Chronic airway infection with Pseudomonas aeruginosa (PA) causes morbidity and mortality in patients with cystic fibrosis (CF). Additional anti-PA therapies are needed to improve health status and health-related quality of life. AIR-CF3 was an international 18-month, open-label study to evaluate the safety and efficacy of repeated courses of aztreonam for inhalation solution (AZLI, now marketed as Cayston) in patients aged ?6 years with CF and PA infection who previously participated in one of two Phase 3 studies: AIR-CF1 or AIR-CF2. Patients received up to nine courses (28 days on/28 days off) of 75?mg AZLI two (BID) or three times daily (TID) based on randomization in the previous trials. 274 patients, mean age 28.5 years (range: 8-74 years), participated. Mean treatment adherence was high (92.0% BID group, 88.0% TID group). Hospitalization rates were low and adverse events were consistent with CF. With each course of AZLI, FEV1 and scores on the Cystic Fibrosis Questionnaire-Revised Respiratory Symptom scale improved and bacterial density in sputum was reduced. Benefits waned in the 28 days off therapy, but weight gain was sustained over the 18 months. There were no sustained decreases in PA susceptibility. A dose response was observed; AZLI TID-treated patients demonstrated greater improvements in lung function and respiratory symptoms over 18 months. Repeated intermittent 28-day courses of AZLI treatment were well tolerated. Clinical benefits in pulmonary function, health-related quality of life, and weight were observed with each course of therapy. AZLI is a safe and effective new therapy in patients with CF and PA airway infection. Pediatr Pulmonol. 2010;45:1121-1134.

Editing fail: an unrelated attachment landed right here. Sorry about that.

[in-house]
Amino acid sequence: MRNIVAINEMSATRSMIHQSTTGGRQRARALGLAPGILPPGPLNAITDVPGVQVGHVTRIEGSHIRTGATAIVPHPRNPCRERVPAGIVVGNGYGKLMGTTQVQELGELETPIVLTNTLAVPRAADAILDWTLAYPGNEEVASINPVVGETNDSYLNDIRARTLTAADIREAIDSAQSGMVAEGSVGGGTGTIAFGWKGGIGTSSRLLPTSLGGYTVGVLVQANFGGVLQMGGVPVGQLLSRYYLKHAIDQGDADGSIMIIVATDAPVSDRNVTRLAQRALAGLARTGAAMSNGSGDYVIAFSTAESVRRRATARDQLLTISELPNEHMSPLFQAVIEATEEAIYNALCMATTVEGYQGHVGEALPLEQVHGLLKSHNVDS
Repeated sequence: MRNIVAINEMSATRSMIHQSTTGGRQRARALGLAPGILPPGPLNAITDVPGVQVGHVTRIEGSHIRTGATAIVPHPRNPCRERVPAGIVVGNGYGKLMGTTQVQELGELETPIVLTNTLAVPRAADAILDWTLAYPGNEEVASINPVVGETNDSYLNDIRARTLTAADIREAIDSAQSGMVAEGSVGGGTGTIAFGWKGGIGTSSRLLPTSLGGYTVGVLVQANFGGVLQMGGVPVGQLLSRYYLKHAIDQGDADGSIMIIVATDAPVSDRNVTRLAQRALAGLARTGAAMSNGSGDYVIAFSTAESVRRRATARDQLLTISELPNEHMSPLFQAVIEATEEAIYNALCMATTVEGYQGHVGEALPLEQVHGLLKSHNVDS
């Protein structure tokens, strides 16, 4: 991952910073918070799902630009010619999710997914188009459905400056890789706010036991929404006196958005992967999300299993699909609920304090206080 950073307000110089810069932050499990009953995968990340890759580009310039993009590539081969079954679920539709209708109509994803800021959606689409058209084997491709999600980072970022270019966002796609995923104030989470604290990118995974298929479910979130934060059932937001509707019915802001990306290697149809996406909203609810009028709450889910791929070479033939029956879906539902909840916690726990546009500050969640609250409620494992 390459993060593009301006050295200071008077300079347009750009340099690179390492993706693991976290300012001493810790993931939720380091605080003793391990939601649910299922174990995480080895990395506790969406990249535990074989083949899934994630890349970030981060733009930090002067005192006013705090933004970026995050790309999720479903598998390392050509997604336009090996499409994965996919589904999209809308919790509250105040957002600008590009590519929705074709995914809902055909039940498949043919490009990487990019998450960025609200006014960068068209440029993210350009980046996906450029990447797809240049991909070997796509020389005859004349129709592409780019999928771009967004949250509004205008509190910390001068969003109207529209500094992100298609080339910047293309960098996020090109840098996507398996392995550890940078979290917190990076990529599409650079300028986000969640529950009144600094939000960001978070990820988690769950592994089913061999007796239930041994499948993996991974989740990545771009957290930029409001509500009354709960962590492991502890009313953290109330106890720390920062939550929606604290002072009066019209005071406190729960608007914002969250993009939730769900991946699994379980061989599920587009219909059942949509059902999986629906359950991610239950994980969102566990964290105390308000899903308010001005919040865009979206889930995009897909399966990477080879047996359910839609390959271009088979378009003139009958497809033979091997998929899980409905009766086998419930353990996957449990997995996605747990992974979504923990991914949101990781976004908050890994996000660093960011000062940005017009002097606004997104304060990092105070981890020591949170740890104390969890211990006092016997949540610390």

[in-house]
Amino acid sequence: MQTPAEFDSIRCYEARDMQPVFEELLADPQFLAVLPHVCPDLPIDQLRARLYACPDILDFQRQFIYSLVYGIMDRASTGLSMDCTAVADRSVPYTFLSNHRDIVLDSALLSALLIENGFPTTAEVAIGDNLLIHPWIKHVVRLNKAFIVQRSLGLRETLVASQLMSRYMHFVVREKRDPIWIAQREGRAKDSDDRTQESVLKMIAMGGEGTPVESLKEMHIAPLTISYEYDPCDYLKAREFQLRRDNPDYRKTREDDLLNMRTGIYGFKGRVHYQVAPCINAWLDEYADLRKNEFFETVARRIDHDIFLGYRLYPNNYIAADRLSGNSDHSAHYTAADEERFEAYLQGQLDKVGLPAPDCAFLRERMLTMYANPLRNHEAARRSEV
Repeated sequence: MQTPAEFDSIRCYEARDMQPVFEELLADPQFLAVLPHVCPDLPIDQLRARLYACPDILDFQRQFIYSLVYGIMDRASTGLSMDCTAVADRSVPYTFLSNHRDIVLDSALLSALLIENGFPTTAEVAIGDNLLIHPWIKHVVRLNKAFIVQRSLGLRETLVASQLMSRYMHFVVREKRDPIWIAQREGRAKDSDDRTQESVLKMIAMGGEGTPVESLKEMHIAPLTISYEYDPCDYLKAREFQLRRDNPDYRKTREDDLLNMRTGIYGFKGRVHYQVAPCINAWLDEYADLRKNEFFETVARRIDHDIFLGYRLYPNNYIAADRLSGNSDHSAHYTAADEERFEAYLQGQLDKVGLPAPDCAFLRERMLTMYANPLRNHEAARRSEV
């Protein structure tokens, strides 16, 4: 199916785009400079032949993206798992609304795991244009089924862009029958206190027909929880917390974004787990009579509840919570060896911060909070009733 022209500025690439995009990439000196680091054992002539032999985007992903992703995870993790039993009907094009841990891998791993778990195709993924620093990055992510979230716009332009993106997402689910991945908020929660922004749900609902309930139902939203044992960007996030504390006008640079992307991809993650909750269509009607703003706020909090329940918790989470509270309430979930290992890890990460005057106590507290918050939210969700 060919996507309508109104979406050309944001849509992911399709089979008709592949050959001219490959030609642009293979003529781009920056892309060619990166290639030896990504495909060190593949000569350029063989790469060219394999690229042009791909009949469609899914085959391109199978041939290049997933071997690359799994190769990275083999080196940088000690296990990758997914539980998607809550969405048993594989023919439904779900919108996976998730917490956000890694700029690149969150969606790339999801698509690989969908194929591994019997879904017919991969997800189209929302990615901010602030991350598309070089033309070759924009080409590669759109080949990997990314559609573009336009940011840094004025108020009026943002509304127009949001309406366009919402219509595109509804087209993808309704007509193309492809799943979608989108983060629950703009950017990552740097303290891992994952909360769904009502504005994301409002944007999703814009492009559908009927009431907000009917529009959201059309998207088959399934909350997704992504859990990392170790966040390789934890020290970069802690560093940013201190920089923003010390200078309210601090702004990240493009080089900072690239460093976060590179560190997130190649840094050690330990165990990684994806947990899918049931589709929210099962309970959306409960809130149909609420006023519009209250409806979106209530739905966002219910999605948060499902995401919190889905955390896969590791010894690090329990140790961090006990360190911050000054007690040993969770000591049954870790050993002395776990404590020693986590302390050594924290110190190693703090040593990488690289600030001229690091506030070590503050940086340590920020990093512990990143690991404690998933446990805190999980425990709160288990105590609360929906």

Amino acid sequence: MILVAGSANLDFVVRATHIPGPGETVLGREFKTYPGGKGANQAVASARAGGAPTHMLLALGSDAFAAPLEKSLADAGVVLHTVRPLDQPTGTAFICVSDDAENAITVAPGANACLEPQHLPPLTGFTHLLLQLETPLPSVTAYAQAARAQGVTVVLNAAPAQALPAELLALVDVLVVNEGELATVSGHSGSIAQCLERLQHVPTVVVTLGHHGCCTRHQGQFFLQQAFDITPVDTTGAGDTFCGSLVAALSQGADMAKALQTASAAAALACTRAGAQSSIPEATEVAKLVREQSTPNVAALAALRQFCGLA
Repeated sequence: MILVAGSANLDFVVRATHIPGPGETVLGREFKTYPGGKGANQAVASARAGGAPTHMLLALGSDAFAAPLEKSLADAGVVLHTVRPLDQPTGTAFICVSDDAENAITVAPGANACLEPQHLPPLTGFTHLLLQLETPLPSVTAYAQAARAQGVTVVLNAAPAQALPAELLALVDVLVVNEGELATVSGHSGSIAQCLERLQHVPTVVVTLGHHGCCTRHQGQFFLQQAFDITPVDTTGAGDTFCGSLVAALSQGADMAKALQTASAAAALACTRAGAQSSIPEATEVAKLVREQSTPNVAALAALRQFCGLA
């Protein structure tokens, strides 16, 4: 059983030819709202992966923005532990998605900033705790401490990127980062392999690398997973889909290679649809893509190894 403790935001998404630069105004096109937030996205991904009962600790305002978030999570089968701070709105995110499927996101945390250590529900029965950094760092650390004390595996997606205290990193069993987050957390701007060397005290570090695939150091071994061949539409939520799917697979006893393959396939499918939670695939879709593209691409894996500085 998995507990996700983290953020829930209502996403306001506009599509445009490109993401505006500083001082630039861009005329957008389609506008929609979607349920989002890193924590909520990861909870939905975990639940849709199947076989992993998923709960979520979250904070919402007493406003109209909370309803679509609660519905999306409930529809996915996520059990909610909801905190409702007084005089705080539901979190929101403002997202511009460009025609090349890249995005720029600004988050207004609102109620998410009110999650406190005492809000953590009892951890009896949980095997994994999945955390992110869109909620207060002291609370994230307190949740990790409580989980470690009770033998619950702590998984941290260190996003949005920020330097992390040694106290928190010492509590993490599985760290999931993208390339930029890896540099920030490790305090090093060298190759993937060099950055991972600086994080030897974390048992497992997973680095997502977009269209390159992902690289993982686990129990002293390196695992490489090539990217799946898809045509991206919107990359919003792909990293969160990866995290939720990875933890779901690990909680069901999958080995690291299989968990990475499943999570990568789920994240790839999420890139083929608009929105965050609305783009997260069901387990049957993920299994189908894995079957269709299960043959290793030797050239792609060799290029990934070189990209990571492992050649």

- Pseudomonas aeruginosa
- pulmonary function
- quality of life
ASJC Scopus subject areas
- Pediatrics, Perinatology, and Child Health
- Pulmonary and Respiratory Medicine